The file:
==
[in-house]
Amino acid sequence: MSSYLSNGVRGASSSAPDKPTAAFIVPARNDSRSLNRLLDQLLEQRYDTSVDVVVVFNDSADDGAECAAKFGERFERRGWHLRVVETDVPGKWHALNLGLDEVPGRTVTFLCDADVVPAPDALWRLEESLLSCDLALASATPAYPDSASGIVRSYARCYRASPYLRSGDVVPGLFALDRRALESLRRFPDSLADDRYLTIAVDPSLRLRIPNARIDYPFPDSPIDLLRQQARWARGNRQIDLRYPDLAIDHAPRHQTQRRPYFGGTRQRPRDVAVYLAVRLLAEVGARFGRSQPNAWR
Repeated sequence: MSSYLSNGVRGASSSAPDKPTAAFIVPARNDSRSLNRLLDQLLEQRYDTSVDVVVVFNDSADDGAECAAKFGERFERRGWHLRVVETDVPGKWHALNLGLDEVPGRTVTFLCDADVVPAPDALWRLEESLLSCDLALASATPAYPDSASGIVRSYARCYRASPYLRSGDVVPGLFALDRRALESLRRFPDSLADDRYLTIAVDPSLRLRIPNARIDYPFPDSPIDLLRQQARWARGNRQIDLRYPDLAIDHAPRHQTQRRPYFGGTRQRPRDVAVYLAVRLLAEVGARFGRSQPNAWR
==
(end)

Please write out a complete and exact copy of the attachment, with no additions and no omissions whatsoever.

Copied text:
[in-house]
Amino acid sequence: MSSYLSNGVRGASSSAPDKPTAAFIVPARNDSRSLNRLLDQLLEQRYDTSVDVVVVFNDSADDGAECAAKFGERFERRGWHLRVVETDVPGKWHALNLGLDEVPGRTVTFLCDADVVPAPDALWRLEESLLSCDLALASATPAYPDSASGIVRSYARCYRASPYLRSGDVVPGLFALDRRALESLRRFPDSLADDRYLTIAVDPSLRLRIPNARIDYPFPDSPIDLLRQQARWARGNRQIDLRYPDLAIDHAPRHQTQRRPYFGGTRQRPRDVAVYLAVRLLAEVGARFGRSQPNAWR
Repeated sequence: MSSYLSNGVRGASSSAPDKPTAAFIVPARNDSRSLNRLLDQLLEQRYDTSVDVVVVFNDSADDGAECAAKFGERFERRGWHLRVVETDVPGKWHALNLGLDEVPGRTVTFLCDADVVPAPDALWRLEESLLSCDLALASATPAYPDSASGIVRSYARCYRASPYLRSGDVVPGLFALDRRALESLRRFPDSLADDRYLTIAVDPSLRLRIPNARIDYPFPDSPIDLLRQQARWARGNRQIDLRYPDLAIDHAPRHQTQRRPYFGGTRQRPRDVAVYLAVRLLAEVGARFGRSQPNAWR